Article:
Britain’s technology companies are inspiring record highs in venture capital investment, raising $2.2 billion since the beginning of the year. Innovation in the sector is contributing exciting levels of growth to the British economy.
Yet the pace of growth is creating an increasing skills gap, as demand for skilled technology workers continues to outstrip supply. It is clear that the gap already presents a significant constraint for companies, who are feeling its impact on their business. A CompTIA report released in May revealed that 44% of UK businesses worry staff productivity is negatively affected by the gap in digital skills. More than a quarter (26%) of these respondents also reported that the shortage is impeding innovation and implementation of new ideas. Indeed, almost eight out of 10 large businesses (turnovers of £5m to £300m) warn that their activities are damaged by an inability to source workers with the relevant skills.
As demand looks set to intensify, we are seeing companies forced to adapt. Promisingly, many are investing in current employees. 51% of the 2,000+ companies included in the 2015 Tech Nation survey said that they trained staff in-house, as many companies are up-skilling existing employees. Cross-training is also on the rise as businesses seek to create the workforce they need. Strategies like these, combined with new government initiatives such industry-focused Degree Apprenticeships, are certainly movements in the right direction as the UK digital sector develops.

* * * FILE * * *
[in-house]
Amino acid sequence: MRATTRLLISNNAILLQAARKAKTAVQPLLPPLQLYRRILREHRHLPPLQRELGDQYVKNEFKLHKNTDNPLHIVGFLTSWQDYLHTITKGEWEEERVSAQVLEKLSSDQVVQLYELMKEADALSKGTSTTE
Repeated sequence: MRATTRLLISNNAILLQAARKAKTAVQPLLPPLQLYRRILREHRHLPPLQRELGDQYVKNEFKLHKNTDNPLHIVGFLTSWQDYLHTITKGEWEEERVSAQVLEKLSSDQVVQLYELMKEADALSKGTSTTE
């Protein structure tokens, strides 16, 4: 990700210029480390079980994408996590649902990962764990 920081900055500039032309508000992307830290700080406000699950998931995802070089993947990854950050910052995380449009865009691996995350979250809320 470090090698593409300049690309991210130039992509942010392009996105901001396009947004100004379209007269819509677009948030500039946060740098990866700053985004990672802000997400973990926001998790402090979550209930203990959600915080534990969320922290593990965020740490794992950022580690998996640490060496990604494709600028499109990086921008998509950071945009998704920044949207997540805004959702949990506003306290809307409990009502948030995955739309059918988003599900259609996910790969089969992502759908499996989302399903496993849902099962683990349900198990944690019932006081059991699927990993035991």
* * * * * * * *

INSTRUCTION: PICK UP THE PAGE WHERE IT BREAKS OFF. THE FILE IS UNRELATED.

However, as a response to the IT and STEM staffing problem, up-skilling alone is inadequate to provide companies with the workforces they need. Training workers takes time and money, making it an inflexible tool in a constantly evolving market. The IT skills gap instead provides an opportunity to explore more thorough-going innovations in workforce management.
Companies, in reconceiving the make-up of a workforce, can embrace a more fluid approach. Many of the projects that businesses implement do not require a fixed number of employees for the entire duration. Instead, projects tend to ramp up and scale down. Companies should look to create a scalable, agile and flexible workforce that allows them to simultaneously cope with a shortage of qualified IT staff and the changing needs of projects. This approach relies upon hiring ‘Skills-a-as-Service’ to meet demand, and it provides an essential tool for companies struggling to find talent in the under-staffed technical industries, whilst also minimising resource usage and maximising the quality of out-put.
The ‘Skills-as-a-Service’ innovation forms part of the hybrid approach to workforce solutions, which fits well with current thinking on successful project management. Recent PMI (Project Management Institute) research shows that of projects that are fully aligned to organisational strategy, 71% succeed, compared to only 48% of projects which are not integrated in this way. A successful approach to workforce management must respond directly to the changing demands of a project, and it should also recognise the tripartite connections between project management, staffing and business change. It is through reconceptualisation of this kind that businesses will develop the agility they need in the fast-changing technical sector.